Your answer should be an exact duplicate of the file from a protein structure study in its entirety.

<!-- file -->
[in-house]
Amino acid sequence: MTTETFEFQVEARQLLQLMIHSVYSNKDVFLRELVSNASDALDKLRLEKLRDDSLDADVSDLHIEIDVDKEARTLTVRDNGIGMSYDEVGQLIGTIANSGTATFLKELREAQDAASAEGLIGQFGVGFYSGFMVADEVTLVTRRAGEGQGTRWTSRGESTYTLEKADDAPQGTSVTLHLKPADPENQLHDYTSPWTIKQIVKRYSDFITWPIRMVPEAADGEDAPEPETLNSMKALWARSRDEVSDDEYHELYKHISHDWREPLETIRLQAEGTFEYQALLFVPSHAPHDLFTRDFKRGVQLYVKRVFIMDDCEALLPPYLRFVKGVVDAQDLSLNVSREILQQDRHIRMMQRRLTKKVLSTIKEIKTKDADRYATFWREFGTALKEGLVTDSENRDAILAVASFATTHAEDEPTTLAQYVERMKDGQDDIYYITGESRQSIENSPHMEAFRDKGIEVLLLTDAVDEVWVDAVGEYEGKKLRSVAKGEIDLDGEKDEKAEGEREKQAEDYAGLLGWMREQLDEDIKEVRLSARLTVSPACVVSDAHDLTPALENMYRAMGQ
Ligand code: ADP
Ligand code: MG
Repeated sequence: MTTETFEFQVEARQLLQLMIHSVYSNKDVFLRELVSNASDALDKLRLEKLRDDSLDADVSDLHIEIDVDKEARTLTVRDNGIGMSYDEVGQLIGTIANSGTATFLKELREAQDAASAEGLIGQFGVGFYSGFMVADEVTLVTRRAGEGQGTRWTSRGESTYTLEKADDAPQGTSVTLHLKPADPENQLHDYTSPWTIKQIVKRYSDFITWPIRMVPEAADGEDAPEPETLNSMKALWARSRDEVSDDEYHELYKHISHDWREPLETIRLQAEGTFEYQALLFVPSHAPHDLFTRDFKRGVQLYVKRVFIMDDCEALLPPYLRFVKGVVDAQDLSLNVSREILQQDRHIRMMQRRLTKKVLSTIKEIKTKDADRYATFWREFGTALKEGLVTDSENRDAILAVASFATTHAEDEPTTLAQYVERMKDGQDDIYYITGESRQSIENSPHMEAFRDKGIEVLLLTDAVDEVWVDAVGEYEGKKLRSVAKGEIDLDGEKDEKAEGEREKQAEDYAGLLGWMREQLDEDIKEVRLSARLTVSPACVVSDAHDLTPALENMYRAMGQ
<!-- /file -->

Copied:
[in-house]
Amino acid sequence: MTTETFEFQVEARQLLQLMIHSVYSNKDVFLRELVSNASDALDKLRLEKLRDDSLDADVSDLHIEIDVDKEARTLTVRDNGIGMSYDEVGQLIGTIANSGTATFLKELREAQDAASAEGLIGQFGVGFYSGFMVADEVTLVTRRAGEGQGTRWTSRGESTYTLEKADDAPQGTSVTLHLKPADPENQLHDYTSPWTIKQIVKRYSDFITWPIRMVPEAADGEDAPEPETLNSMKALWARSRDEVSDDEYHELYKHISHDWREPLETIRLQAEGTFEYQALLFVPSHAPHDLFTRDFKRGVQLYVKRVFIMDDCEALLPPYLRFVKGVVDAQDLSLNVSREILQQDRHIRMMQRRLTKKVLSTIKEIKTKDADRYATFWREFGTALKEGLVTDSENRDAILAVASFATTHAEDEPTTLAQYVERMKDGQDDIYYITGESRQSIENSPHMEAFRDKGIEVLLLTDAVDEVWVDAVGEYEGKKLRSVAKGEIDLDGEKDEKAEGEREKQAEDYAGLLGWMREQLDEDIKEVRLSARLTVSPACVVSDAHDLTPALENMYRAMGQ
Ligand code: ADP
Ligand code: MG
Repeated sequence: MTTETFEFQVEARQLLQLMIHSVYSNKDVFLRELVSNASDALDKLRLEKLRDDSLDADVSDLHIEIDVDKEARTLTVRDNGIGMSYDEVGQLIGTIANSGTATFLKELREAQDAASAEGLIGQFGVGFYSGFMVADEVTLVTRRAGEGQGTRWTSRGESTYTLEKADDAPQGTSVTLHLKPADPENQLHDYTSPWTIKQIVKRYSDFITWPIRMVPEAADGEDAPEPETLNSMKALWARSRDEVSDDEYHELYKHISHDWREPLETIRLQAEGTFEYQALLFVPSHAPHDLFTRDFKRGVQLYVKRVFIMDDCEALLPPYLRFVKGVVDAQDLSLNVSREILQQDRHIRMMQRRLTKKVLSTIKEIKTKDADRYATFWREFGTALKEGLVTDSENRDAILAVASFATTHAEDEPTTLAQYVERMKDGQDDIYYITGESRQSIENSPHMEAFRDKGIEVLLLTDAVDEVWVDAVGEYEGKKLRSVAKGEIDLDGEKDEKAEGEREKQAEDYAGLLGWMREQLDEDIKEVRLSARLTVSPACVVSDAHDLTPALENMYRAMGQ